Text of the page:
2017 -- Another 65 Dead Journalists
So far in 2017, at least 65 journalists have been killed or fatally injured in the course of their work, according to Reporters Sans Frontiers, with reporters murdered accounting for 60 percent of the total figures.
The annual toll of journalists killed in combat or murdered plays a depressing counterpoint to the increasing tendency of despotic leaders, including US President Donald Trump, to brand aggressive reporting as “fake news.”
“Although these figures are alarming, 2017 has been the least deadly year for professional journalists (50 killed) in 14 years,” the press watchdog organization said in its annual report, published on Dec. 18. That may have been because some countries, including Syria, Yemen and Libya, have become too dangerous, but RSF has also observed a growing awareness of the need to protect journalists. The UN has passed several resolutions on the safety of journalists since 2006 and many news organizations have adopted safety procedures.
Depressingly, the number of women journalists killed has doubled over 2017, from five in 2016. Most of them “were experienced and combative investigative reporters,” RSF said. “Despite threats, they continued to investigate and expose cases of corruption.” Among them are some of the most prominent journalists in their individual countries, including Daphne Caruana Galizia in Malta, Gauri Lankesh in India and Miroslava Breach Velducea in Mexico.
A separate toll by the New York-based Committee to Protect Journalists found that more than a third killed overall were freelancers, an indication of the continuing trend of major news organizations to not send highly-paid staff reporters into battle, relying instead on people who are willing to risk their lives to report the news without benefit of insurance, health care, living expenses or other benefits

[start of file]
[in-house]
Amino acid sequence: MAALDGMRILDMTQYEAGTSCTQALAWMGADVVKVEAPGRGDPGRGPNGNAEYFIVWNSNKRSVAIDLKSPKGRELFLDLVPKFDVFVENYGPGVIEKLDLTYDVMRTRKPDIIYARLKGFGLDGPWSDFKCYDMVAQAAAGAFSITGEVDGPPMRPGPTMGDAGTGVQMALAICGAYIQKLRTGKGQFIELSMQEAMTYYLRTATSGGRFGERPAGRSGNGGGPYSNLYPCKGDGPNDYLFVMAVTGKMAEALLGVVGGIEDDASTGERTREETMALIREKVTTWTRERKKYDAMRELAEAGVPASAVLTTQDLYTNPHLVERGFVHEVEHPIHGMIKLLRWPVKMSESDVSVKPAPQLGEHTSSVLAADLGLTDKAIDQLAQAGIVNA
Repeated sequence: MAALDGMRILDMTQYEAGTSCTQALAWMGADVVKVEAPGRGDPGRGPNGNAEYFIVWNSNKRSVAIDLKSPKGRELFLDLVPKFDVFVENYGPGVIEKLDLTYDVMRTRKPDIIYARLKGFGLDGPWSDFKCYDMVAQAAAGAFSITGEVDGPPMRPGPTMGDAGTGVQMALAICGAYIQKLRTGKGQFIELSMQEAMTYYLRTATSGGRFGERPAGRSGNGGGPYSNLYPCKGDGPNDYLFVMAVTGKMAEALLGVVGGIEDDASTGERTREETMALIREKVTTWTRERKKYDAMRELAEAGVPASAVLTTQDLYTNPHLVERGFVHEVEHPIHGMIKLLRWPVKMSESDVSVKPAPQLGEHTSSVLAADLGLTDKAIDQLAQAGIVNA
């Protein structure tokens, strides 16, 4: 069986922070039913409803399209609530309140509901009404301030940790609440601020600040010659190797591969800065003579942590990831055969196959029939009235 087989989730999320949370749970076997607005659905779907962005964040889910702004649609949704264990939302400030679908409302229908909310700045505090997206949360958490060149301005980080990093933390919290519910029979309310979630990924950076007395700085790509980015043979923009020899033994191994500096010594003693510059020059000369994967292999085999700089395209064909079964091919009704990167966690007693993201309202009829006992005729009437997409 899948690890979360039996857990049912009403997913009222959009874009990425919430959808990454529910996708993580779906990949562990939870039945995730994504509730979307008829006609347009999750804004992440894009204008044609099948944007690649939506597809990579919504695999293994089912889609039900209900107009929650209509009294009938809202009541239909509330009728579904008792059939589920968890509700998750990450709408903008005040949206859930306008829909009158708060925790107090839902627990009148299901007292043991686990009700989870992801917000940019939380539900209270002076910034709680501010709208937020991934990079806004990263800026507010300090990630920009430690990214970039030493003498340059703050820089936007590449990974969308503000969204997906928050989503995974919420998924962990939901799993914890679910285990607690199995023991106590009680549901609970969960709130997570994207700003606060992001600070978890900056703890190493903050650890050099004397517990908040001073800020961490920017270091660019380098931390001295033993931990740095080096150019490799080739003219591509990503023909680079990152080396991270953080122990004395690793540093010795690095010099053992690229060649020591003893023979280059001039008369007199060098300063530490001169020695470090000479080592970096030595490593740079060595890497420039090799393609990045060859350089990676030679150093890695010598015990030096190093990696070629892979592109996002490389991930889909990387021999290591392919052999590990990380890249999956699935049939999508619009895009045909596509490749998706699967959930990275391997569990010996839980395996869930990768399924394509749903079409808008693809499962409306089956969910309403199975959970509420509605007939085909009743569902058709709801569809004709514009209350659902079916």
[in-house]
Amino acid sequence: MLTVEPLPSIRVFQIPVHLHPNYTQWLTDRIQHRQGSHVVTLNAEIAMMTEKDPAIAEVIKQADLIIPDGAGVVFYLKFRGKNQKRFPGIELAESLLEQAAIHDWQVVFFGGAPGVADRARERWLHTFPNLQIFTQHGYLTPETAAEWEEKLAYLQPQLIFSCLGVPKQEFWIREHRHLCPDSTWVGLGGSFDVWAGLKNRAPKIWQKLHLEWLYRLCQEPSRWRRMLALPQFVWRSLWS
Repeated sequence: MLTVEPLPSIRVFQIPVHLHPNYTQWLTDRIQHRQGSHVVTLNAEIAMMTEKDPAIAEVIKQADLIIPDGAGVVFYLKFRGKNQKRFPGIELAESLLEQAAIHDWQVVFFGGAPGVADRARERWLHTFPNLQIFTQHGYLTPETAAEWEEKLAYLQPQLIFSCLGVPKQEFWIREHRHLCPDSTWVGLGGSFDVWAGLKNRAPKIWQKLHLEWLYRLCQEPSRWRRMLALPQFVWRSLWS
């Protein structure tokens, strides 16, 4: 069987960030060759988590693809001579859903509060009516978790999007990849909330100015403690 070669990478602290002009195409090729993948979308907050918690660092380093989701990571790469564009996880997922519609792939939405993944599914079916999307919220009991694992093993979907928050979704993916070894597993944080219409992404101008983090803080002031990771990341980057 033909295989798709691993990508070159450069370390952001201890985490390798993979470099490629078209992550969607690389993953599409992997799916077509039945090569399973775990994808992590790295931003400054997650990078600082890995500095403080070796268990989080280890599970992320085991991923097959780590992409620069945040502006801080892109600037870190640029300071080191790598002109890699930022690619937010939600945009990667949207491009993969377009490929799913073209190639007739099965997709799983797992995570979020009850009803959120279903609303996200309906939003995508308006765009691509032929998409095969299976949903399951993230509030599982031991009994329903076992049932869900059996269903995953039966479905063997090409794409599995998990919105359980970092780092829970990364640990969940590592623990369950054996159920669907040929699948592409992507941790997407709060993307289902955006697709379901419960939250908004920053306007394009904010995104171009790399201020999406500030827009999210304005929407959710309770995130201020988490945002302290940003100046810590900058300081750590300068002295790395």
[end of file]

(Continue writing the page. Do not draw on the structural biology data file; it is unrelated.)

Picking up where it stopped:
In another noteworthy trend in 2017, according to RSF, some countries that are not at war have become almost as dangerous for journalists as war zones: 46 percent of the deaths occurred in countries where no overt war is taking place, as against 30 percent in 2016. There were almost as many deaths (11) in Mexico as in Syria, which was the deadliest country for journalists in 2017, with 12 killed.
"Investigative journalists working on major stories such as corruption and environmental scandals play a fundamental watchdog role and have become targets for those who are angered by their reporting," RSF secretary-general Christophe Deloire said. "This alarming situation underlines the need to provide journalists with more protection at a time when both the challenges of news reporting and the dangers are becoming increasingly internationalized."
Like the death toll, the number of journalists in detention has also fallen. The total of 326 journalists in prison on 1 December 2017 was 6 percent fewer than on the same date in 2016. Despite the overall downward trend, there is an unusually high number of detained journalists in certain countries, such as Russia and Morocco, that did not previously number among notable jailers of journalists. Nonetheless, around half of the total number of imprisoned journalists are being held in just five countries. China and Turkey are still the world's two biggest prisons for journalists. They are followed by Syria, Iran, and Vietnam.
Finally, 54 journalists are currently held by armed non-state groups such as Islamic State and the Houthis in Yemen. Almost three quarters of these hostages come from the ranks of local journalists, who are usually paid little and often have to take enormous risks. The foreign journalists currently held hostage were all kidnapped in Syria but little is known about their present location.
One of them – Austin Tice, a freelance journalist working for the McClatchy News Service and the Washington Post, among other publications, has been in captivity since May of 2012. Believed held by the Syrian government, Tice is the subject of an international campaign that has been working vainly to free him.